IN THE KINGDOM OF ICE: The Grand and Terrible Polar Voyage of the USS Jeannette, by Hampton Sides. Doubleday, 480 pp., $28.95.

'In the Kingdom of Ice" tells the story of an almost entirely forgotten episode that unfolded at the very end of the Age of Exploration. Three centuries after Italian explorer Amerigo Vespucci lent his name to a mysterious land mass in the Western Hemisphere, the United States of America sent off its own expedition to one of the last corners of the globe as yet unknown to man: the North Pole.

The men of the Jeannette hope for glory and fame. Instead, they discover an icebound "Heart of Darkness." They find that some of the most isolated parts of the globe have been degraded by man; and that untamed nature can bring out the worst and best in people.

It's 1879, and there are no satellites to warn the men of unseen hazards or freaky turns in the weather. The men might go to sleep sailing on an open ocean and find it completely frozen over the next morning.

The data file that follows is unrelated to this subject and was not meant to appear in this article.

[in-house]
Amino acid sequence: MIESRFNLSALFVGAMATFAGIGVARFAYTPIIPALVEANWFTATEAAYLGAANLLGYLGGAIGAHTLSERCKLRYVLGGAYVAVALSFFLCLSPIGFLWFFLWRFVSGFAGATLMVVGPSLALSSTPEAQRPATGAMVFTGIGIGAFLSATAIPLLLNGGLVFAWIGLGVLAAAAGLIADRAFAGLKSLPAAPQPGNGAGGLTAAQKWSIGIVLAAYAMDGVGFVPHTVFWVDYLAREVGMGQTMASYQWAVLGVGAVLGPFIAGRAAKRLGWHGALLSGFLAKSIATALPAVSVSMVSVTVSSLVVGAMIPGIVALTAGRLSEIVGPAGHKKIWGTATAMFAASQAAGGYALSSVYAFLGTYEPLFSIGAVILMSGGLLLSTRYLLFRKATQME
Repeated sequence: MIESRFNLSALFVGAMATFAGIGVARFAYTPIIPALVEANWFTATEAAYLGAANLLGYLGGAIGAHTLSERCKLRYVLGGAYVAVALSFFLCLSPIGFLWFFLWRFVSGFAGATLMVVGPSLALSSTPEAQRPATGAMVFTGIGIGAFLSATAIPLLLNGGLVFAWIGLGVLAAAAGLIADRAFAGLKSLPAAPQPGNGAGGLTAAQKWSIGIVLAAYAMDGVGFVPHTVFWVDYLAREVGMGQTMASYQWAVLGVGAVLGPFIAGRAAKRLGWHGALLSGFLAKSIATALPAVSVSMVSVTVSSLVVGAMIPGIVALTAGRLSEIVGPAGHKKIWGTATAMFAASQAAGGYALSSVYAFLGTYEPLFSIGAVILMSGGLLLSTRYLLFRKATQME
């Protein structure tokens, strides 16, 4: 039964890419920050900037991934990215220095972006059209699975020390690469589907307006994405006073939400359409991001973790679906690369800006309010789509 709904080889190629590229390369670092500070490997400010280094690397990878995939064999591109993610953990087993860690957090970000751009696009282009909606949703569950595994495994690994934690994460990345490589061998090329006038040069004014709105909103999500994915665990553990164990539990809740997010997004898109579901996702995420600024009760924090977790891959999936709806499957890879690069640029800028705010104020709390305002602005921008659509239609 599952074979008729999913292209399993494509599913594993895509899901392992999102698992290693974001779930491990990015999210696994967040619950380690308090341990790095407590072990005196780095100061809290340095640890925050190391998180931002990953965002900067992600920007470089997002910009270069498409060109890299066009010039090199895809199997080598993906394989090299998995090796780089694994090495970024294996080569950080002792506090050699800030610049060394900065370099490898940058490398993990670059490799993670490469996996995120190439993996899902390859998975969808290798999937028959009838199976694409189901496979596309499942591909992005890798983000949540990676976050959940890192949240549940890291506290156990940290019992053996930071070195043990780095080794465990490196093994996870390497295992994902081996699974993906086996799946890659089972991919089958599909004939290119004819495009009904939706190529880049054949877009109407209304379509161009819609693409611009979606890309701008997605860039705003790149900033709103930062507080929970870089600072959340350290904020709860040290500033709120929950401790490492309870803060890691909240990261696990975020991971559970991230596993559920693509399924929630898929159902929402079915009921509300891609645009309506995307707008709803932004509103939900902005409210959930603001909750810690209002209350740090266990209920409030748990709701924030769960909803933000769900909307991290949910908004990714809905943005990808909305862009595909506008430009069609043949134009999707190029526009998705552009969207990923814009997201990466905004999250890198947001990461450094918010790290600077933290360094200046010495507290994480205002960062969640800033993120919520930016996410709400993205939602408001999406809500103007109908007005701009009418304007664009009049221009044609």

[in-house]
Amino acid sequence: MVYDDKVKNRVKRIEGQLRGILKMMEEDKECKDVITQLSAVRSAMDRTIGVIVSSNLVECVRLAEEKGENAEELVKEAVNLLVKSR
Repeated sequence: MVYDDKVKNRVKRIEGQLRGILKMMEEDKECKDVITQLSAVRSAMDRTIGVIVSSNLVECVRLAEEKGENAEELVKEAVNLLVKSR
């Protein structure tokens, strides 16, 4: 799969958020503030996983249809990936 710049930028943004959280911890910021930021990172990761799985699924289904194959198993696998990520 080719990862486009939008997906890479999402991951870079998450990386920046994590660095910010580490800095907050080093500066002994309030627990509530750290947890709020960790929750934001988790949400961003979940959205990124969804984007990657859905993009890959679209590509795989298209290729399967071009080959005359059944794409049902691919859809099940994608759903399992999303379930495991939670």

Before the true adventure begins, however, Sides spends 15 chapters setting the stage for the expedition.

It's when the USS Jeannette finally sets sail from San Francisco that Sides' book comes most fully to life as a pulse-racing epic of endurance set against an exceedingly bizarre arctic backdrop.

In the Arctic sea, expedition leader George Washington De Long and his men search for a legendary place called Wrangle Land. It's been seen by local whalers but only as a shadow on the horizon. Wrangle might be an island, or the tip of a northern continent that reaches toward the pole itself. DeLong sails toward it -- and promptly gets stuck in the ice. He had expected to be icebound, but not a mere two months into his journey.

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Sides' descriptions of the physical challenges the men face and the eerie landscape that surrounds them are masterful. As DeLong and his crew attempt to save themselves, the story grows in suspense and psychological complexity.

More strange and fantastic turns follow, involving uncharted and uninhabited lands, and it pains me that I cannot describe them without spoiling the pleasure of those who have not yet read "In the Kingdom of Ice." Sides' book is a masterful work of history and storytelling, and it rewards patient readers with scenes of human strength and frailty they will long remember.